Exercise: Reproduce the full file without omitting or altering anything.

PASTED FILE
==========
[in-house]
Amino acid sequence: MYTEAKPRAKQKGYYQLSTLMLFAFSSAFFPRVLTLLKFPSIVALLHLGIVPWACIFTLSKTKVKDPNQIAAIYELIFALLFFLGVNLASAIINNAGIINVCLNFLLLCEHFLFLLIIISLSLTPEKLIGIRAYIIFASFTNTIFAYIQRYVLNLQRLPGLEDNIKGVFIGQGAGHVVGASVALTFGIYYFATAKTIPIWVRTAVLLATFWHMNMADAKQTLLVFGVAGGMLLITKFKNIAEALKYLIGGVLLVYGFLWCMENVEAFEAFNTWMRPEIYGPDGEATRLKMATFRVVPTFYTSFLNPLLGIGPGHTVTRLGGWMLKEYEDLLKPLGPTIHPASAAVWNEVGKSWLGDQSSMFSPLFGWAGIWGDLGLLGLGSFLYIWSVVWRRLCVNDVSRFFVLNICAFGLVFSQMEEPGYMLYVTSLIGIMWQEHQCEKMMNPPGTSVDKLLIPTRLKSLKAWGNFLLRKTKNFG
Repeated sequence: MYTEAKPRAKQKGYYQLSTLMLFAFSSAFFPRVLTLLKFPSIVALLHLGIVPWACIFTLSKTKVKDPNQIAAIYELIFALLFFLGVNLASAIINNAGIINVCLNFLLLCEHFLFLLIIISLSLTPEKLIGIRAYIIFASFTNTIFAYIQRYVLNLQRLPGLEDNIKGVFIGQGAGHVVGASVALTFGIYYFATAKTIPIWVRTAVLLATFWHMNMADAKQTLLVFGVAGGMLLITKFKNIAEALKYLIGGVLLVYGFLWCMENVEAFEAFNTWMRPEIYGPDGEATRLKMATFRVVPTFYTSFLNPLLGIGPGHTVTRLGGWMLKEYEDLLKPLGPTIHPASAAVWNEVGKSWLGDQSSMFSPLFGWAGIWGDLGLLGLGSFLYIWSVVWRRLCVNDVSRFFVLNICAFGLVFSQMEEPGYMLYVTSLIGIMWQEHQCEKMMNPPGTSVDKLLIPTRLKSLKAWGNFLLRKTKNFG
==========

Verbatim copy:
[in-house]
Amino acid sequence: MYTEAKPRAKQKGYYQLSTLMLFAFSSAFFPRVLTLLKFPSIVALLHLGIVPWACIFTLSKTKVKDPNQIAAIYELIFALLFFLGVNLASAIINNAGIINVCLNFLLLCEHFLFLLIIISLSLTPEKLIGIRAYIIFASFTNTIFAYIQRYVLNLQRLPGLEDNIKGVFIGQGAGHVVGASVALTFGIYYFATAKTIPIWVRTAVLLATFWHMNMADAKQTLLVFGVAGGMLLITKFKNIAEALKYLIGGVLLVYGFLWCMENVEAFEAFNTWMRPEIYGPDGEATRLKMATFRVVPTFYTSFLNPLLGIGPGHTVTRLGGWMLKEYEDLLKPLGPTIHPASAAVWNEVGKSWLGDQSSMFSPLFGWAGIWGDLGLLGLGSFLYIWSVVWRRLCVNDVSRFFVLNICAFGLVFSQMEEPGYMLYVTSLIGIMWQEHQCEKMMNPPGTSVDKLLIPTRLKSLKAWGNFLLRKTKNFG
Repeated sequence: MYTEAKPRAKQKGYYQLSTLMLFAFSSAFFPRVLTLLKFPSIVALLHLGIVPWACIFTLSKTKVKDPNQIAAIYELIFALLFFLGVNLASAIINNAGIINVCLNFLLLCEHFLFLLIIISLSLTPEKLIGIRAYIIFASFTNTIFAYIQRYVLNLQRLPGLEDNIKGVFIGQGAGHVVGASVALTFGIYYFATAKTIPIWVRTAVLLATFWHMNMADAKQTLLVFGVAGGMLLITKFKNIAEALKYLIGGVLLVYGFLWCMENVEAFEAFNTWMRPEIYGPDGEATRLKMATFRVVPTFYTSFLNPLLGIGPGHTVTRLGGWMLKEYEDLLKPLGPTIHPASAAVWNEVGKSWLGDQSSMFSPLFGWAGIWGDLGLLGLGSFLYIWSVVWRRLCVNDVSRFFVLNICAFGLVFSQMEEPGYMLYVTSLIGIMWQEHQCEKMMNPPGTSVDKLLIPTRLKSLKAWGNFLLRKTKNFG